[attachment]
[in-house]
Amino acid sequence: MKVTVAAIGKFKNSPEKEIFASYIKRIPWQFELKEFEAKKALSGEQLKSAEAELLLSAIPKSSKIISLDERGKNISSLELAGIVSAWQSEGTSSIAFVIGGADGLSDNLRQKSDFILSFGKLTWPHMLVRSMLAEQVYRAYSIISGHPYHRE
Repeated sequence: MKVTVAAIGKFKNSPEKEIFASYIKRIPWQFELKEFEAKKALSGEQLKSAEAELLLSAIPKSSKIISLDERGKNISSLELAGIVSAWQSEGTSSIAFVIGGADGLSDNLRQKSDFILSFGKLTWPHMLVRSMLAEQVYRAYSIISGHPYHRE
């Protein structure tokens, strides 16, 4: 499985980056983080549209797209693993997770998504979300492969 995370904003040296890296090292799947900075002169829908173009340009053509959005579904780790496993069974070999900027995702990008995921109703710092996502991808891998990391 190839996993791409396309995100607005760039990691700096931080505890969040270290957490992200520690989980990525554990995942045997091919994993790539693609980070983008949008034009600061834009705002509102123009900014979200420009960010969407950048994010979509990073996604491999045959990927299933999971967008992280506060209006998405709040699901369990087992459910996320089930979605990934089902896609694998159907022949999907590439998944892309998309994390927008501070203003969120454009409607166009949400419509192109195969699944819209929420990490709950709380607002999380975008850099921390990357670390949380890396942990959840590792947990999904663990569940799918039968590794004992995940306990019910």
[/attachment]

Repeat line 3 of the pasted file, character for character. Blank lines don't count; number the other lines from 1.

Repeated sequence: MKVTVAAIGKFKNSPEKEIFASYIKRIPWQFELKEFEAKKALSGEQLKSAEAELLLSAIPKSSKIISLDERGKNISSLELAGIVSAWQSEGTSSIAFVIGGADGLSDNLRQKSDFILSFGKLTWPHMLVRSMLAEQVYRAYSIISGHPYHRE